Asia's Old Guns Growing Tired
By Carlo Longino, Wed Sep 08 21:00:00 GMT 2004
While carriers like NTT DoCoMo and SK Telecom lead the world in technology, investors don't see a lot of upside in their businesses at this point.
Rising penetration rates in places like Japan and South Korea mean operators can't rely on new subscribers to maintain their growth, forcing them to sell current users on new, additional services. Investors' eyes and money have turned to new markets like Indonesia and India, where operators are seeing subscriber numbers -- and revenues -- take huge jumps each year.
The first challenge is moving users over to newer, faster networks, since the overall number of subscribers is expected to grow by only 6 percent in the current fiscal year. Just over 10 percent of DoCoMo's subscribers have shifted to its 3G FOMA network, and the company is keen to get more to make the jump since FOMA users spend nearly 40 percent more each month than 2G subscribers. The company has laid out a strategy to get more people to make the switch, starting with cutting handset prices from their current 300,000-yen level (about $300) to about 100,000 yen.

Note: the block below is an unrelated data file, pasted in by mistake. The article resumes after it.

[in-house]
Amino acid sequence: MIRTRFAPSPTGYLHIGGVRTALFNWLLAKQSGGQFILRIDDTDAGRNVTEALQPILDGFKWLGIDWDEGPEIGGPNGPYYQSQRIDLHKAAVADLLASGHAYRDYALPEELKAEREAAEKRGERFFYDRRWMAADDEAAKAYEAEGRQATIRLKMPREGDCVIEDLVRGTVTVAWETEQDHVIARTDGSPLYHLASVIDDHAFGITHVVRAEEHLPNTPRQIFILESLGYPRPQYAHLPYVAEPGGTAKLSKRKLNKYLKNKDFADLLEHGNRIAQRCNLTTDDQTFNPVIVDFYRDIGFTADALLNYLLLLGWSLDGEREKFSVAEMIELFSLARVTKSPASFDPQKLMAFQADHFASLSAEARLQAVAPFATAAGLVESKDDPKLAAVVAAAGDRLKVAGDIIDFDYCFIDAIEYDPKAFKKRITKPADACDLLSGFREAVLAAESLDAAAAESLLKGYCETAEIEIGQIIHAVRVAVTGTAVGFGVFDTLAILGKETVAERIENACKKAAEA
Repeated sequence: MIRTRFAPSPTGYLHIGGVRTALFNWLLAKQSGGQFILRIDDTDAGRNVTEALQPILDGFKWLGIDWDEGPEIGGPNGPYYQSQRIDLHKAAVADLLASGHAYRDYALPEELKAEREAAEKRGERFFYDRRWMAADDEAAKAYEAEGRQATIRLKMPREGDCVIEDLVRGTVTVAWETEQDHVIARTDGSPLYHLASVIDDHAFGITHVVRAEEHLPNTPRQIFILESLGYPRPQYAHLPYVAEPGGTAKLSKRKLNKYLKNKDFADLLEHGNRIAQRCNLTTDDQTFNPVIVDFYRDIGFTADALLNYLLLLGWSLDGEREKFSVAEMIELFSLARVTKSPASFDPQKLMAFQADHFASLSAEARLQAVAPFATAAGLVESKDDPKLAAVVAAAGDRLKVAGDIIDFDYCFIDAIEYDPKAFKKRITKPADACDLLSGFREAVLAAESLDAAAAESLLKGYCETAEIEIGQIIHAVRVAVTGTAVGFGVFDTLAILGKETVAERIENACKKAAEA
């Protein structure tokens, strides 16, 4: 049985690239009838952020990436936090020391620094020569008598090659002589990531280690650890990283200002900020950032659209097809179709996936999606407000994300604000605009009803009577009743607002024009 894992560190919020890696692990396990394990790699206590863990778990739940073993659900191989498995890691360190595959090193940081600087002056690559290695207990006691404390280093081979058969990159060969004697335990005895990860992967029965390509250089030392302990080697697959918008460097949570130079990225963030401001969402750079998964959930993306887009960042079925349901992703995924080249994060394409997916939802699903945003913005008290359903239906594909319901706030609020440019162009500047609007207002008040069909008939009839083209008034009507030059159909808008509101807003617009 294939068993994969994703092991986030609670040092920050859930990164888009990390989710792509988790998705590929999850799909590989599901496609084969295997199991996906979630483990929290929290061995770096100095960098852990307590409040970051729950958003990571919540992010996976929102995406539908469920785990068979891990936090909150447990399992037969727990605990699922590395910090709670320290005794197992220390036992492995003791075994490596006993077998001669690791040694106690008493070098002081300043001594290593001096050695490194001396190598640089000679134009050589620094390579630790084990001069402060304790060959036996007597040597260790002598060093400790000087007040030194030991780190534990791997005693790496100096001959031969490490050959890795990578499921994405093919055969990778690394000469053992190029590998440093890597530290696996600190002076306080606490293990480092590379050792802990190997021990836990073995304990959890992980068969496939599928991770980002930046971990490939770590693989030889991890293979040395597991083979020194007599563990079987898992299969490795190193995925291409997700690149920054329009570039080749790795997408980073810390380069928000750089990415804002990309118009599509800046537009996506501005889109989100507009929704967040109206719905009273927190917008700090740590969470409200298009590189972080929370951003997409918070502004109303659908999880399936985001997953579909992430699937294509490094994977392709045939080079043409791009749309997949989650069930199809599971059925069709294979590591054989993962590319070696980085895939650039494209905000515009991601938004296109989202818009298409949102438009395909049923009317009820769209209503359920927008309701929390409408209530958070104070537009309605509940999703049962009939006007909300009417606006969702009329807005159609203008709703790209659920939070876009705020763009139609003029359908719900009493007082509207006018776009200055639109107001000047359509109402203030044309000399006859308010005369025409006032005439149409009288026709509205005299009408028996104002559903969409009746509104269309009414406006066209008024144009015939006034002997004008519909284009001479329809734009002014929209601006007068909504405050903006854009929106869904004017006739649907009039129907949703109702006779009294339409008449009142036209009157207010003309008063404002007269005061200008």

But just getting the users to switch isn't enough, particularly as the cost to the carriers, in terms of handset subsidies and the like, hurts their results. Some carriers are embracing the new paradigm: "It's good in a way, because it means nearly the whole population carries a mobile phone and we can then grow the business by selling additional services," says the CEO of Singapore operator MobileOne.
The only problem is that operators as a whole don't have such a great track record at finding successful services on 3G that aren't available on 2G networks. The onus is still on carriers to enable an environment where users can access any of the advanced services they want, and developers and content providers can share in the carriers' spoils.